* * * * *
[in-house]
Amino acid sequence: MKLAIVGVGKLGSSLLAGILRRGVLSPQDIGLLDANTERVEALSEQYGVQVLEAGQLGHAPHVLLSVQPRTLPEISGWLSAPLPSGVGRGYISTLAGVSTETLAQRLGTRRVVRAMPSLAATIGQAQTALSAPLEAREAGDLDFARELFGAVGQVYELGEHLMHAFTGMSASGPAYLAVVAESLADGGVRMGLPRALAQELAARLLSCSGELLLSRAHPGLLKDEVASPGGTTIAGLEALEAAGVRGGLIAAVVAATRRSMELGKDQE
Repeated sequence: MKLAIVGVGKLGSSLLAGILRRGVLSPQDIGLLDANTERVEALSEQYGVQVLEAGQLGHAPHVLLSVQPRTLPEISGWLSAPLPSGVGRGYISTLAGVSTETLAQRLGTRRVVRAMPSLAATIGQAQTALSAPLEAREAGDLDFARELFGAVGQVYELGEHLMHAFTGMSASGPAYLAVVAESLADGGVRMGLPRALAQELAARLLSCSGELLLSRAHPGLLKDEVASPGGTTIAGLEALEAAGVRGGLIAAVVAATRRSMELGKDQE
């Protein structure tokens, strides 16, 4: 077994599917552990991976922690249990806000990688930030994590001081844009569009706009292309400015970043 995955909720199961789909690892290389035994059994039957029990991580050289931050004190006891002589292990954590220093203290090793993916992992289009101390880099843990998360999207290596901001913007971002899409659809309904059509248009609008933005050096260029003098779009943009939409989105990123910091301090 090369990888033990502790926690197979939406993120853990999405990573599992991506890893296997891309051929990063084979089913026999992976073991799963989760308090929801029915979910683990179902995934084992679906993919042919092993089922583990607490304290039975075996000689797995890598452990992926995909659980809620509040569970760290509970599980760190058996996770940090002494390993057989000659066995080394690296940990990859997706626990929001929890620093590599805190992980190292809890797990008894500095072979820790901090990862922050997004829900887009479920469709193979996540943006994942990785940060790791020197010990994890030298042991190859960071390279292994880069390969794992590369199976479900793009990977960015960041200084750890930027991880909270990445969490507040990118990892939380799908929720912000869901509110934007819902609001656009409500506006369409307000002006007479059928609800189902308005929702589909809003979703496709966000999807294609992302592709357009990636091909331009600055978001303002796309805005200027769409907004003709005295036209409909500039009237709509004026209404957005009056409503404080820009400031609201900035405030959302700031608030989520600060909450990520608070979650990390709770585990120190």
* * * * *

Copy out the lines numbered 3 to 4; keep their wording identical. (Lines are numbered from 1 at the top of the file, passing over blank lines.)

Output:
Repeated sequence: MKLAIVGVGKLGSSLLAGILRRGVLSPQDIGLLDANTERVEALSEQYGVQVLEAGQLGHAPHVLLSVQPRTLPEISGWLSAPLPSGVGRGYISTLAGVSTETLAQRLGTRRVVRAMPSLAATIGQAQTALSAPLEAREAGDLDFARELFGAVGQVYELGEHLMHAFTGMSASGPAYLAVVAESLADGGVRMGLPRALAQELAARLLSCSGELLLSRAHPGLLKDEVASPGGTTIAGLEALEAAGVRGGLIAAVVAATRRSMELGKDQE
């Protein structure tokens, strides 16, 4: 077994599917552990991976922690249990806000990688930030994590001081844009569009706009292309400015970043 995955909720199961789909690892290389035994059994039957029990991580050289931050004190006891002589292990954590220093203290090793993916992992289009101390880099843990998360999207290596901001913007971002899409659809309904059509248009609008933005050096260029003098779009943009939409989105990123910091301090 090369990888033990502790926690197979939406993120853990999405990573599992991506890893296997891309051929990063084979089913026999992976073991799963989760308090929801029915979910683990179902995934084992679906993919042919092993089922583990607490304290039975075996000689797995890598452990992926995909659980809620509040569970760290509970599980760190058996996770940090002494390993057989000659066995080394690296940990990859997706626990929001929890620093590599805190992980190292809890797990008894500095072979820790901090990862922050997004829900887009479920469709193979996540943006994942990785940060790791020197010990994890030298042991190859960071390279292994880069390969794992590369199976479900793009990977960015960041200084750890930027991880909270990445969490507040990118990892939380799908929720912000869901509110934007819902609001656009409500506006369409307000002006007479059928609800189902308005929702589909809003979703496709966000999807294609992302592709357009990636091909331009600055978001303002796309805005200027769409907004003709005295036209409909500039009237709509004026209404957005009056409503404080820009400031609201900035405030959302700031608030989520600060909450990520608070979650990390709770585990120190």